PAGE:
All dog collars are the same…aren’t they? The answer is “absolutely not!”
Allow me to introduce each type of collar and the purpose of each and the dangers of some.
1) Flat Everyday Dog Collar
You can express your style with a flat dog collar available in every color and design imaginable. There are 2 differences in the clasps. One type is a quick release, which has become very popular and they are good collars. However you must be aware that the quick release dog collars are not as durable and can release allowing your dog to flee. The second type of course leaves the standard buckle. The buckle is perhaps not quite as easy to remove but it is much more durable and does not unclasp if the dog pulls on the leash.
If you have a large or stronger dog, I recommend you use the buckle type. And a collar should be left on the dog at all times with contact information and rabies tag. If they do get away, Dog Collars make it simple for the person who took responsibility in returning your dog to you quickly and easily. Don’t put the collar on too tight and be sure you can put 2 fingers between the dog and the collar. And check the collar frequently when they are puppies to be sure they have not grown out of their collar and slowly strangling.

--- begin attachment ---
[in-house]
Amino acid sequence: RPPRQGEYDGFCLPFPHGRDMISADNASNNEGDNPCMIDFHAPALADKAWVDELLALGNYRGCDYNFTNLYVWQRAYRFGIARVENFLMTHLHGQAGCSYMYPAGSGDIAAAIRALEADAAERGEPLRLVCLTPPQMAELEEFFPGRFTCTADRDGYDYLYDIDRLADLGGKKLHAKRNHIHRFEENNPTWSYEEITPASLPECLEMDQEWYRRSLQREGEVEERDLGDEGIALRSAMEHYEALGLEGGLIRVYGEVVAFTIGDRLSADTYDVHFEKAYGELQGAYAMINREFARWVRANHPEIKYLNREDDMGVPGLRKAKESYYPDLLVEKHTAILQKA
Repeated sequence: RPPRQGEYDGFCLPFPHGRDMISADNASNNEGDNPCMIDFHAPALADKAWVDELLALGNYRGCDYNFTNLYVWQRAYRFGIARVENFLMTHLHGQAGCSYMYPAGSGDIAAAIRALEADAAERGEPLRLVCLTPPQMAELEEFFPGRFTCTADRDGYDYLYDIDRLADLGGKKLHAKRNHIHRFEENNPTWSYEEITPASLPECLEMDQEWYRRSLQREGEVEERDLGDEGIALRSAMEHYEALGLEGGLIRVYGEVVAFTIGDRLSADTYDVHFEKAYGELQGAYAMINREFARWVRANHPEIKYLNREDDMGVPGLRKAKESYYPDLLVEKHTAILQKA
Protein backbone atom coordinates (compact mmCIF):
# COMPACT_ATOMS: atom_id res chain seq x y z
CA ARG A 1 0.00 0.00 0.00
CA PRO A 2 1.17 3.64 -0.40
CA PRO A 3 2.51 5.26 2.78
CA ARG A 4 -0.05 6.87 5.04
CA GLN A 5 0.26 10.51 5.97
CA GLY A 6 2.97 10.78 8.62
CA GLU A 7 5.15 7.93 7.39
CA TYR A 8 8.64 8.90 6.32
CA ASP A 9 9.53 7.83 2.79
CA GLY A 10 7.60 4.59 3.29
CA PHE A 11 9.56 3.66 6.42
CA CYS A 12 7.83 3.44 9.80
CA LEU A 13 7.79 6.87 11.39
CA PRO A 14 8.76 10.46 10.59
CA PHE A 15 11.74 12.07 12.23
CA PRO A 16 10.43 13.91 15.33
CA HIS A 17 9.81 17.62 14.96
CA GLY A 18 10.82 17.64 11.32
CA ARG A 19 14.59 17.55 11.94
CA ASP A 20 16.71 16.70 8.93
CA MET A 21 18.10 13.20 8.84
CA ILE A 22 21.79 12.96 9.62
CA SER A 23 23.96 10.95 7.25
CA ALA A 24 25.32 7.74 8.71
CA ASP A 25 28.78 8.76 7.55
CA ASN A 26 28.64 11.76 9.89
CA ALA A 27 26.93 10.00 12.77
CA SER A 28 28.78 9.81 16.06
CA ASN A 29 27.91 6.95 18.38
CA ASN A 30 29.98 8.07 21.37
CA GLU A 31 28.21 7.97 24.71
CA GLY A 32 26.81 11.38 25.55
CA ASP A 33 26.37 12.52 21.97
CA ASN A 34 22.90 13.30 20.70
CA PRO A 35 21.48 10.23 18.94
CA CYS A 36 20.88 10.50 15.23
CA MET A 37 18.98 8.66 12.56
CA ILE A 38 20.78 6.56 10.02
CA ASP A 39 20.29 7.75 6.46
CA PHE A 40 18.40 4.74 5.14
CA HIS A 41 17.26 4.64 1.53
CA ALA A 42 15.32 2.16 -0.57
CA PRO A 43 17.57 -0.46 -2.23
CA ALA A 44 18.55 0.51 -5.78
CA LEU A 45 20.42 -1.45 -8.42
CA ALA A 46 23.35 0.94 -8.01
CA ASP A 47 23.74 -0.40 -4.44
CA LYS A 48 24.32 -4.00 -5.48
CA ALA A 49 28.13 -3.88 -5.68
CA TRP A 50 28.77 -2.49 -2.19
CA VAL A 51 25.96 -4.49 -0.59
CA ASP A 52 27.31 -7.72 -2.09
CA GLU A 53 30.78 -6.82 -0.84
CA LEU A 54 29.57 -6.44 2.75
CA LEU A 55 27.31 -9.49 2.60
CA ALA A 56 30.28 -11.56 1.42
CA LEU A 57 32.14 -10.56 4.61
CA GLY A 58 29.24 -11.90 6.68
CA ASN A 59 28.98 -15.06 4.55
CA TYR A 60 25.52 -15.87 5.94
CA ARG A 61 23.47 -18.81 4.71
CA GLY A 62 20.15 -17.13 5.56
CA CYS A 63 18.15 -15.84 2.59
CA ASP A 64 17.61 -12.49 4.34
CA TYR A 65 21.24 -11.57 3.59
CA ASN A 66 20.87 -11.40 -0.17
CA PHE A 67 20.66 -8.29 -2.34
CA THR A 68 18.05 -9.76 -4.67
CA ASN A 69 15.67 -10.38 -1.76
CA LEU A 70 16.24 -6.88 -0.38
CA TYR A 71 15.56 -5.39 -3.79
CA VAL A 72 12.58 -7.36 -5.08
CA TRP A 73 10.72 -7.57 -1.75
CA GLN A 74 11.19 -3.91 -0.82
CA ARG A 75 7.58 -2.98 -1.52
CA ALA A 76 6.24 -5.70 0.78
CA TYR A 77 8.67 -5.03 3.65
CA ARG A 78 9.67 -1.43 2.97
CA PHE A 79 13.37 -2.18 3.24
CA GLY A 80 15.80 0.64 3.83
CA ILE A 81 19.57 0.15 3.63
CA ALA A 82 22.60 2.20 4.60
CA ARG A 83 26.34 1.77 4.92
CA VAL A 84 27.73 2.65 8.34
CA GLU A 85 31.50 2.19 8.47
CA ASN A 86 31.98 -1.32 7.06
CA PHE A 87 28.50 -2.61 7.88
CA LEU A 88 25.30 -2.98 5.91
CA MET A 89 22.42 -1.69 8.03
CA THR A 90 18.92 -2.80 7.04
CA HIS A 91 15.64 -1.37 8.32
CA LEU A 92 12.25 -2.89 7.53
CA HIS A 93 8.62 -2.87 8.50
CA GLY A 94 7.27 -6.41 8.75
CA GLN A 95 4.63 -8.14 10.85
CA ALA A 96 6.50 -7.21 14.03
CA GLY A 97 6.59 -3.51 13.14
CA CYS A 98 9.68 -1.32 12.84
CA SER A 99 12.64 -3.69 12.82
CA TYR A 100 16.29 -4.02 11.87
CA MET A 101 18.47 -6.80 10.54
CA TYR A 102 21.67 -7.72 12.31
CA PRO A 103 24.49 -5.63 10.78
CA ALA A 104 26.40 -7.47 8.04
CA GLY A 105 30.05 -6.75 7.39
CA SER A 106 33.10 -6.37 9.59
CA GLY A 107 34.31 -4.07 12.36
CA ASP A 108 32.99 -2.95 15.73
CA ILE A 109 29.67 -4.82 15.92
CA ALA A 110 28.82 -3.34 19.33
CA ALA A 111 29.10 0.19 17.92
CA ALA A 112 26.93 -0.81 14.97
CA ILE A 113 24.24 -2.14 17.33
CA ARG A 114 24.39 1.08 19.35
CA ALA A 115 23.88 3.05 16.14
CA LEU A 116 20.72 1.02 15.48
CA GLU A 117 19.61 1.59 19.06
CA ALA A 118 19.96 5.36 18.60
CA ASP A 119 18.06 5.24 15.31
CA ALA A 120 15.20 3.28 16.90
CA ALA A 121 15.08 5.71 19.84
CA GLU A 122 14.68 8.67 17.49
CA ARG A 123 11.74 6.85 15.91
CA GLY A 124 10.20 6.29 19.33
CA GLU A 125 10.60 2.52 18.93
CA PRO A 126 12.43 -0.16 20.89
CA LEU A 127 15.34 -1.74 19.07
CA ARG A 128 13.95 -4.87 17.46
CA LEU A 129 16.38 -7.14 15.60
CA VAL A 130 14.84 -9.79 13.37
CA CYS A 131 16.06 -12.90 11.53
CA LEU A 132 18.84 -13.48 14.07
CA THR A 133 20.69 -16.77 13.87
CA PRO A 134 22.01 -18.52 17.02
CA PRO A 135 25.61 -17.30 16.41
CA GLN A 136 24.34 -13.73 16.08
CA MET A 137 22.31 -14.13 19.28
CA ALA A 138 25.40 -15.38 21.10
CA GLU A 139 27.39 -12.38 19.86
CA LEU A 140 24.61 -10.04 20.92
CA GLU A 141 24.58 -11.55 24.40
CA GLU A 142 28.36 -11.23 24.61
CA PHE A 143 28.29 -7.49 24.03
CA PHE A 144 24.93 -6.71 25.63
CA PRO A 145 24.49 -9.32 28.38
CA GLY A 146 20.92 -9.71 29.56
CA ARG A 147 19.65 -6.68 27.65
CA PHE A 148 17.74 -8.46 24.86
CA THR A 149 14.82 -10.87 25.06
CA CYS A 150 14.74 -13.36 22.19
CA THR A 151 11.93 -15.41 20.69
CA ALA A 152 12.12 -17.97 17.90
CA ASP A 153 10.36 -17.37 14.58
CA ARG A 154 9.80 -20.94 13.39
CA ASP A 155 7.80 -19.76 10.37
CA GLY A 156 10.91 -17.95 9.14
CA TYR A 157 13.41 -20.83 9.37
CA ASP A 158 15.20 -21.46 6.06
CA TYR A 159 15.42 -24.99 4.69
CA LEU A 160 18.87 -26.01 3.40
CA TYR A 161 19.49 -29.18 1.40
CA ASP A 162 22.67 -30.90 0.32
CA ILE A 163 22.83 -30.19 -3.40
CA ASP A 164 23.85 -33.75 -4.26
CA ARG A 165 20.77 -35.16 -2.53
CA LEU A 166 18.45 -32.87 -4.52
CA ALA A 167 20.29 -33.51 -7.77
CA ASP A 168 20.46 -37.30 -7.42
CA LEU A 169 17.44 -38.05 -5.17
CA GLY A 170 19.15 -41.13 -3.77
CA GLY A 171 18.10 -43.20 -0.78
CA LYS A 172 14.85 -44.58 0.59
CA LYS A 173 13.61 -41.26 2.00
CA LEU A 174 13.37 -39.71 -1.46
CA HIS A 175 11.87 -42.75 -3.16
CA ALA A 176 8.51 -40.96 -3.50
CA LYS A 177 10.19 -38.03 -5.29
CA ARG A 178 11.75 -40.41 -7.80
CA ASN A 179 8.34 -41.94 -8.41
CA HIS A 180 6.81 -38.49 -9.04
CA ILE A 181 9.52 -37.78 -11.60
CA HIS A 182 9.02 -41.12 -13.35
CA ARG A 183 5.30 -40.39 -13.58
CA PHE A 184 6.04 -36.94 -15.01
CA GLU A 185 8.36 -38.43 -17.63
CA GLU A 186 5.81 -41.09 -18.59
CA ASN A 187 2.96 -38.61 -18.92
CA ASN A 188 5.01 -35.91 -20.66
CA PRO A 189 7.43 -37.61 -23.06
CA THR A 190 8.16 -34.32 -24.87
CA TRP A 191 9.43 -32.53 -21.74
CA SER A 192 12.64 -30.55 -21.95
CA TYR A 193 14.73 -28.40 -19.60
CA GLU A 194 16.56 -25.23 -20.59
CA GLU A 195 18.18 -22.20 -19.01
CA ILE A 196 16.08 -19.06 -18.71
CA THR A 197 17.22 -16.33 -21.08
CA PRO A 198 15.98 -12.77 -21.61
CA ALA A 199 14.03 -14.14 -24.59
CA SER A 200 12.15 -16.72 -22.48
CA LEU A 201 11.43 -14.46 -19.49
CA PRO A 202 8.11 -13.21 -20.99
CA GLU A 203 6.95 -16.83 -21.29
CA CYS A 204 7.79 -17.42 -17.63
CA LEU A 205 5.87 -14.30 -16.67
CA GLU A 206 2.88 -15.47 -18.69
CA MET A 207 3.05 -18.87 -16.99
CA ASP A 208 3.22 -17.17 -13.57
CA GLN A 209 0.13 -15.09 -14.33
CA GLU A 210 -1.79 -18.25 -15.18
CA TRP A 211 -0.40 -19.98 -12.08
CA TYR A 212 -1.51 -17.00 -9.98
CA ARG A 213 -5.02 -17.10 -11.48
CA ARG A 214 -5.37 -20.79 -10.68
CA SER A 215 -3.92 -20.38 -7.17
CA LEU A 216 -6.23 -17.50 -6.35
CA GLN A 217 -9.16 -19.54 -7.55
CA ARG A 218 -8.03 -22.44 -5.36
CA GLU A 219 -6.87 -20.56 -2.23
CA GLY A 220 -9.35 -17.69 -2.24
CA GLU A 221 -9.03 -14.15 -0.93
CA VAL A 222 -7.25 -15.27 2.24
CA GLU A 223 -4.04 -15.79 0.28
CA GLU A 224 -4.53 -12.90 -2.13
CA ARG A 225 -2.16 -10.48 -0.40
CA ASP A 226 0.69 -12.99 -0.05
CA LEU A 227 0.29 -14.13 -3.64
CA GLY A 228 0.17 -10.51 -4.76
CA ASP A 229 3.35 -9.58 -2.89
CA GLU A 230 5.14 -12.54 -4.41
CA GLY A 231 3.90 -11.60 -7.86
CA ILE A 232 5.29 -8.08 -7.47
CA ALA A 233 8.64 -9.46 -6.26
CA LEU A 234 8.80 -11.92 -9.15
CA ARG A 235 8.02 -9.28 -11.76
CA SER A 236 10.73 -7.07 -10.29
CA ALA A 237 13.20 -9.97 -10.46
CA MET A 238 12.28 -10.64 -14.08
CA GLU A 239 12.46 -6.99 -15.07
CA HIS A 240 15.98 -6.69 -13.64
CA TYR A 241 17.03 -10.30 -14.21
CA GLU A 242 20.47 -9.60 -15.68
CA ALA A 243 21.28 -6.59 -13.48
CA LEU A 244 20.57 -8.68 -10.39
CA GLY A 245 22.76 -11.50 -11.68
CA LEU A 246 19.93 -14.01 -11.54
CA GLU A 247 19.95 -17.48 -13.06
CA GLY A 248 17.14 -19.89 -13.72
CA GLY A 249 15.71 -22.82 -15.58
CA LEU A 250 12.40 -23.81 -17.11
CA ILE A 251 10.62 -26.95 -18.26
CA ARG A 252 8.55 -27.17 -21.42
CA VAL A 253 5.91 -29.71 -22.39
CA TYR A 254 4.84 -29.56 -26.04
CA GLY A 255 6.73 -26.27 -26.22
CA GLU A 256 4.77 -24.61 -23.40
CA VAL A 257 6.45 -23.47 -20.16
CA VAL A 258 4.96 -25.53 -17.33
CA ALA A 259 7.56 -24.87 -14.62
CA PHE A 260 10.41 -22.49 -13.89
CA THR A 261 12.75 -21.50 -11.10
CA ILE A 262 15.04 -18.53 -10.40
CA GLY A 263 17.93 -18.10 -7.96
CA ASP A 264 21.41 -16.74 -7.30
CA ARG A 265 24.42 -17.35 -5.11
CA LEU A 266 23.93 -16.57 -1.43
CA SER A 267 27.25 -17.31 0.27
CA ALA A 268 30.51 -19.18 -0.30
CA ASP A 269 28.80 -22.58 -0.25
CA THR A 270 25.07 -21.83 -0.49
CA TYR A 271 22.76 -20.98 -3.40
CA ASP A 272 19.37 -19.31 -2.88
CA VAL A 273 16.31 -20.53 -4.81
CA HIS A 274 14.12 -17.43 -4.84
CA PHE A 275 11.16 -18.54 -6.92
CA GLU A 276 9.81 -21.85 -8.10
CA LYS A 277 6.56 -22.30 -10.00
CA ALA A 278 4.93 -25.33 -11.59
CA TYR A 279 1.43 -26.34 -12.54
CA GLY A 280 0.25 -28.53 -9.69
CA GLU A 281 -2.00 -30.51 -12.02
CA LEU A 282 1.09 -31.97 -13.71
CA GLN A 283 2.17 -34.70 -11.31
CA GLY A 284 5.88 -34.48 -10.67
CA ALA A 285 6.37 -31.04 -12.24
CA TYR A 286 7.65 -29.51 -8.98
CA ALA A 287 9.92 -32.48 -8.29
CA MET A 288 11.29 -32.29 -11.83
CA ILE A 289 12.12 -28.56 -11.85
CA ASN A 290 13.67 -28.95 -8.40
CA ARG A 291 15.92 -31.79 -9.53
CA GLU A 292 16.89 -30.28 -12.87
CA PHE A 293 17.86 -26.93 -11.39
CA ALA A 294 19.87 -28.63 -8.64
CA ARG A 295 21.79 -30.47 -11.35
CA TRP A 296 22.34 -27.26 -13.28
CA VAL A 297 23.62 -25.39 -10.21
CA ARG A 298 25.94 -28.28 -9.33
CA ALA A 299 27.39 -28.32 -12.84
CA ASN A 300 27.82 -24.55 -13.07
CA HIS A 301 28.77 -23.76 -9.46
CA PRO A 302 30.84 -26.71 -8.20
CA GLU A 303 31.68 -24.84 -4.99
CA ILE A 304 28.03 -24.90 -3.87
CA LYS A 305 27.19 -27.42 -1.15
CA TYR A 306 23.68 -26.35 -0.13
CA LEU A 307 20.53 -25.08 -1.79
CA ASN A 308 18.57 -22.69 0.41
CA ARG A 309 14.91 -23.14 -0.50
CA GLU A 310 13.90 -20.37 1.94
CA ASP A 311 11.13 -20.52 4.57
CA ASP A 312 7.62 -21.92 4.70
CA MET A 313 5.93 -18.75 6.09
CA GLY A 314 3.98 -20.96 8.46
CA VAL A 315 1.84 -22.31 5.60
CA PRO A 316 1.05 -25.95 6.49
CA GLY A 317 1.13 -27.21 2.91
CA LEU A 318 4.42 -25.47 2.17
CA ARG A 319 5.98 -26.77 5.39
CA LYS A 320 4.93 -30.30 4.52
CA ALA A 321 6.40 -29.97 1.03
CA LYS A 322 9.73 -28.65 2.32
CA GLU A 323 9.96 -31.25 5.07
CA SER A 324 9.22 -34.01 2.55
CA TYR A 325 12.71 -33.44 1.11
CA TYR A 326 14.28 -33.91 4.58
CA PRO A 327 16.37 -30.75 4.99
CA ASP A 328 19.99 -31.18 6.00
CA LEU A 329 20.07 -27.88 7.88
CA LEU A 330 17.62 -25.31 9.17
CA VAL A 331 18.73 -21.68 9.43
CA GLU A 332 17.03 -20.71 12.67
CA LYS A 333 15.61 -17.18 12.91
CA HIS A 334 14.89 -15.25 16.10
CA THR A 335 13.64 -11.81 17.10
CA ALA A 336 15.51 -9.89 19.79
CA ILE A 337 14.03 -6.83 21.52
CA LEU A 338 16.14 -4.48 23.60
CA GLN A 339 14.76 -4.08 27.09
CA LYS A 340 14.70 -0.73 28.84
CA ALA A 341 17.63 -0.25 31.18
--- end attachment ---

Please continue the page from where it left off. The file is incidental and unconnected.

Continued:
2) Martingale Dog Collars
Martingale collars, aka limited slip collars or Greyhound collars are used to prevent dogs from slipping out of their collars during a walk on a leash. The collar tightens with a gentle tug of the leash with a safety to keep it from complete closing around the neck of the dog, which can cause airway or neck injuries. They are typically made from nylon or similar material in a variety of colors and designs to suit every dog’s personality.
3) Dog Harnesses
Why a harness? Well there are several reasons for harnesses. The harness is constructed to hold the dog at the chest, abdomen and up over the back where you will find one or two loops to attach your leash. Dogs with airway problems, ie Pomeranians tend to have problems with collapsed trachea, should use the harness over a collar. And with new ingenious dog products we can now travel with our dogs in the car/RV/Boats and have them carefully restrained. For larger dogs, the harness is rugged and sometimes padded with sheepskin for comfort and you merely attach the car’s seat belt to the harness. For smaller dogs, we have the Auto Booster Seats which are wonderful for traveling with dogs. The Booster seats are held securely in place with the car’s seat belt. When you place your harnessed dog in the booster seat there is a short lead attached to the back of the booster seat to attach to their harness. So in case of a sudden stop or even an accident, dogs do not fly around in the car, end up on the floor, nor are they injured from being held by a collar just around the neck. This gives you a great peace of mind and helps you control your dogs while driving.
*Remember never put a dog in the front seat with Airbags. The force is too much for an infant and most of our dogs are even smaller than babies and can cause severe injury, even death.